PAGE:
499 N Main St
Glen Ellyn, IL 60137
May 12, 2008
It's hard to review Honey objectively. It took us a long time to get there, and then we had to drive around awhile longer looking for parking. So by the time we arrived, we were over-hungry and kind of irritable, and there was some construction going on right outside the window, so we had to listen to someone jackhammering through the entire meal. Of course, none of this is the restaurant's fault, but all of it combined to make the experience less pleasant than it could have been.
Honey is similar to Orange in the overall appearance and decor, and even the type of plates. The interior has a clean, open, well-lit look. Maybe my experiences at Orange colored my perceptions of this restaurant, but I expected to find a lot of different, exotic breakfast dishes here. However, the menu is pretty basic. There are plenty of egg dishes, but only a handful of carbohydrate-based breakfast entrees, and I happen to like carbohydrates for breakfast. There were pancakes, french toast (which was unavailable because they were out of bread), pan-fried oatmeal cakes, and one or two other things I can't remember now. I ordered the plain buttermilk pancakes, which were delicious, and a side of bacon. Considering how expensive said bacon was (at least three dollars, I think) I was disappointed at how scrawny the pieces were. They were sliced so thin, they were almost transparent.
Joe had the pan-seared oatmeal, which is something I've never encountered before: Oatmeal baked into big, solid triangle-shaped pieces and topped with dried apples, apricots and other assorted dried fruits. Possibly the largest amount of fiber ever packed into a single entree. If you need to--ahem--get the ol' pipes unclogged, this might be just the thing.
In front there's a little cafe type thing where they sell coffee and desserts. I got a vanilla bean cupcake, which I had later, and it was possibly the most intensely vanilla-flavored thing I've ever had. Don't get me wrong, it was good, but I couldn't eat more than a bite or two of it at a time. Maybe if we ever come back here, I'll try the red velvet or the chocolate flavored cupcakes.
Joe here. I'm not even sure I want to review Honey right now but since the chances of us returning there under better conditions any time soon are pretty slim, we'd better just make the best out of what we have. Honey sits in the middle of downtown Glen Ellyn, a pretty nice area that I've never been to before last week. I know, lots of suburbs like to flaunt their downtown authenticity these days -- usually with overpriced condos and banners on lightposts ("Visit historic downtown _____! Theatres! Shoppes! Parkes!") -- in hopes of establishing their street cred, or something. But really, this was a nice town from what we saw. We drove around for a few minutes trying to find unmetered parking spots, but should have saved ourselves the trouble since the one we settled for only cost ten cents per hour.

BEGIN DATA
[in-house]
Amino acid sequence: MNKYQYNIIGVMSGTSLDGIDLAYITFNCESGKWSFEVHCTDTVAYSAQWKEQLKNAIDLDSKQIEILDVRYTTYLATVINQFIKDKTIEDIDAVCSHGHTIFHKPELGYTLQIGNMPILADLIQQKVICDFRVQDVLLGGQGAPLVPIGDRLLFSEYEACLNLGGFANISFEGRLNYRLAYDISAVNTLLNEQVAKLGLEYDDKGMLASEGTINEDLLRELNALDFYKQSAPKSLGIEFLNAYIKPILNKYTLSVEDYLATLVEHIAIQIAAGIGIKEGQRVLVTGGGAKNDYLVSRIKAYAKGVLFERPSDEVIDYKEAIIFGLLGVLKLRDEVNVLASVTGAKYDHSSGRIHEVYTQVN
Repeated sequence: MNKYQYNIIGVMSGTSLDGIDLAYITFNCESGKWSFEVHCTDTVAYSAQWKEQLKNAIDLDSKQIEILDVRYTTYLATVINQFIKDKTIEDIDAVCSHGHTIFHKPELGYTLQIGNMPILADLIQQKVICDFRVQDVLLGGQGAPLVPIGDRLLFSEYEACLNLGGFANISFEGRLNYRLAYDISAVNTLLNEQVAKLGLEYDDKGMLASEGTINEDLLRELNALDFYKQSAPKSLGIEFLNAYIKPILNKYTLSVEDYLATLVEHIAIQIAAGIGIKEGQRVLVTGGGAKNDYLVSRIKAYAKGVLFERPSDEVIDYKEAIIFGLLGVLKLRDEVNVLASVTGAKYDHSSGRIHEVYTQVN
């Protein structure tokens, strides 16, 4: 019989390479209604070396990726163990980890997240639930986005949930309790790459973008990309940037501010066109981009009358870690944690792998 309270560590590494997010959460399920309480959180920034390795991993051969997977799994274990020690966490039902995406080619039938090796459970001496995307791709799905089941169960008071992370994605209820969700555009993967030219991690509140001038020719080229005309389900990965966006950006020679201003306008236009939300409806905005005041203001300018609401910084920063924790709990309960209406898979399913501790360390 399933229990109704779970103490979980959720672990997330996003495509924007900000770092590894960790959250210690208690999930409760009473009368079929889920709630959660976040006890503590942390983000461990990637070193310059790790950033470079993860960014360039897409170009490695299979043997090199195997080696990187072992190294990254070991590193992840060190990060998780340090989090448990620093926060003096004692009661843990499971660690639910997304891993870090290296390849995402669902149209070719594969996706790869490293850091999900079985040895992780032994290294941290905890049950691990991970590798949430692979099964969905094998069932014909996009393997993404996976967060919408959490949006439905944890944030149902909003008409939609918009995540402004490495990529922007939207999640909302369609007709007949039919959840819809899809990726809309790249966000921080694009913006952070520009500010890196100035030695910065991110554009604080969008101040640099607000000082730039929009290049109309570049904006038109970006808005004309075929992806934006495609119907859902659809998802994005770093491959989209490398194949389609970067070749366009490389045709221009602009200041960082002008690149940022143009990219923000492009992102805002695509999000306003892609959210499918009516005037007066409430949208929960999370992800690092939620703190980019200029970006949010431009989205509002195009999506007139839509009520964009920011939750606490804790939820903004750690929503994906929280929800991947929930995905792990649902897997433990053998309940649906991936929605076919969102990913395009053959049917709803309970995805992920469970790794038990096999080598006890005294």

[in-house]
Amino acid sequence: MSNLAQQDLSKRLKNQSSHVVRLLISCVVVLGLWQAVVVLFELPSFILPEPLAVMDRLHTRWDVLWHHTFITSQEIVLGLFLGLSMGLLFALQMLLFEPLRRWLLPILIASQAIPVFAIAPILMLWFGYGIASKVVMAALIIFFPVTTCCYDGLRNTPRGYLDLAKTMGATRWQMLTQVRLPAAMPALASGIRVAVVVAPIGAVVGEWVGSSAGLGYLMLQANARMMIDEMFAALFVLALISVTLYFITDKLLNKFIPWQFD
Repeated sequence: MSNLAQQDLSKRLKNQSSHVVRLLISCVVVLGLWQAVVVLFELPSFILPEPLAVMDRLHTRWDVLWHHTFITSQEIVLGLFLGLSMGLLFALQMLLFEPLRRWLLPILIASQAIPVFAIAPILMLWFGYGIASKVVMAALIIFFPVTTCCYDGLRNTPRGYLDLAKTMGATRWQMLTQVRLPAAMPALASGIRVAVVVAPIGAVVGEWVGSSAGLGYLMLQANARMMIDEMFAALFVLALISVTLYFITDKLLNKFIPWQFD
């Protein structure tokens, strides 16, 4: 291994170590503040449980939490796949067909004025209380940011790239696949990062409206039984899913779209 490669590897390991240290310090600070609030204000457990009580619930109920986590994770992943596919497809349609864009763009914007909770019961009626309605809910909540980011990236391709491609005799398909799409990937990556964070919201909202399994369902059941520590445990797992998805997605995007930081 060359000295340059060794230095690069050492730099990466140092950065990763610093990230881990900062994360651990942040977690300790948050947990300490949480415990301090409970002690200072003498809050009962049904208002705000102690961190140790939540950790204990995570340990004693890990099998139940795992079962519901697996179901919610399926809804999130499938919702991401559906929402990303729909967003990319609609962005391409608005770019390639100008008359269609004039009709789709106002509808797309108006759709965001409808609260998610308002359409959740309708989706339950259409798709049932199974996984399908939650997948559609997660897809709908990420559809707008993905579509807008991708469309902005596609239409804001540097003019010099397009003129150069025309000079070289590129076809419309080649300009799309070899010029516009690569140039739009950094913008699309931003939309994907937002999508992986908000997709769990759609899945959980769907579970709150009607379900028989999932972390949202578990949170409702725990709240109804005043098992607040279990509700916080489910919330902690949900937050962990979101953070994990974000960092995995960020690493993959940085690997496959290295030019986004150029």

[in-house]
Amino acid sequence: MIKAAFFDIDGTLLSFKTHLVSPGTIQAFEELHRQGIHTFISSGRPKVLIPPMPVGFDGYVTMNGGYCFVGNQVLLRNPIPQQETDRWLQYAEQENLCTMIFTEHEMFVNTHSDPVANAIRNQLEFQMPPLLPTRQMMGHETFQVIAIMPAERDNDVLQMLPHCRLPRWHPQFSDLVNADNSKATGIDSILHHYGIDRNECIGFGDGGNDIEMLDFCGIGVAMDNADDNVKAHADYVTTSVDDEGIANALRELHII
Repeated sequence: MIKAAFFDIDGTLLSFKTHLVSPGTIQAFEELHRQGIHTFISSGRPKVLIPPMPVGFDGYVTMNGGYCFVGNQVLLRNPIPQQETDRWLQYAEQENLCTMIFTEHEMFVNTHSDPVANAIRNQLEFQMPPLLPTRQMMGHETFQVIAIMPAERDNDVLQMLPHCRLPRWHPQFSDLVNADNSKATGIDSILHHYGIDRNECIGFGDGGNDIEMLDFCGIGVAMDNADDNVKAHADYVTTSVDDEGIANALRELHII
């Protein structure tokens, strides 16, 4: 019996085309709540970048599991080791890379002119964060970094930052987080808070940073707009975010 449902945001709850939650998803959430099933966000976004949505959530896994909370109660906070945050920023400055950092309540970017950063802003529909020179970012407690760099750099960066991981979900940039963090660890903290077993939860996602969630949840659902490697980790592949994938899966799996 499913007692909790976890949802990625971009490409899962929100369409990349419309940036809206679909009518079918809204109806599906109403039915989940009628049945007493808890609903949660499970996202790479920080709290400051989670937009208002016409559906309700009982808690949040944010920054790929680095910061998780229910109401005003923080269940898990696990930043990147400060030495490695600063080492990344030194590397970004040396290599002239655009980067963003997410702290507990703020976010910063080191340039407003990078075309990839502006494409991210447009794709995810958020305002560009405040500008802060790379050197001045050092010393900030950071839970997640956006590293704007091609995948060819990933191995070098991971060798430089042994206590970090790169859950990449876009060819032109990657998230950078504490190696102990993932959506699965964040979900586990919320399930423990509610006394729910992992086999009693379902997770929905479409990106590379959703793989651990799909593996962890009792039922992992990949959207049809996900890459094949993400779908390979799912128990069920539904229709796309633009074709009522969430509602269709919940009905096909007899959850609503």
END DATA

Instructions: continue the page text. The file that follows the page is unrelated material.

Our first impressions of Honey reminded us immediately of Orange in Chicago. The clean and cozy dining room was warm and inviting, but in a modern and minimal style that's a big break from the traditional family restaurant setup. The creative cuisine looked very Orange-ish too. No wonder; Honey's menu was designed by an (ex-?) Orange chef. We'd forgotten our camera on our trip to Orange and had to grab a cheap disposable one at the last minute instead. What a shame, since Orange's decor and beautifully-presented food was among the most photo-worthy we've ever seen. The same goes for Honey, so we made sure to bring the digital camera along and took lots of photos. However, tragedy struck again as I deleted almost all of them by mistake! You'll find some fine substitutions here, though.
I ordered the pan-seared oatmeal, which arrived in hefty little triangles decorated in dried fruits and drizzled in honey. It was truly a sight to see. How I wish I could show it to you! A little of this went a long way, and I was forced to box up the leftovers for later. I tried some of Ayinsan's pancakes and they were absolutely amazing. Smooth like velvet, lightly kissed with a touch of honey that gave them a sweet finish, and really unlike any pancakes I've ever had before. I only wish I was in better shape to appreciate them! I wasn't feeling my best that afternoon, and the effects of long drive along with the pounding jackhammer on the sidewalk just outside of the window we were sitting by -- I wouldn't think you could run a jackhammer on a piece of concrete only a few square feet wide for so long, but apparently you can make the experience last for more than an hour if you really want to -- were only further dulling my senses and distracting me from what otherwise may have been one of the best restaurants we've ever been to.
I can't blame Honey for what was a less-than-pleasant dining experience. I'd love to return soon, hopefully under better conditions all around, just to see if it's really good enough to be "the suburban Orange," or maybe even something better altogether. Maybe we didn't completely agree about Honey, but I know we'd agree that finding restaurants like this that are willing to try new things with old traditions sure makes writing this blog a hell of a lot more interesting.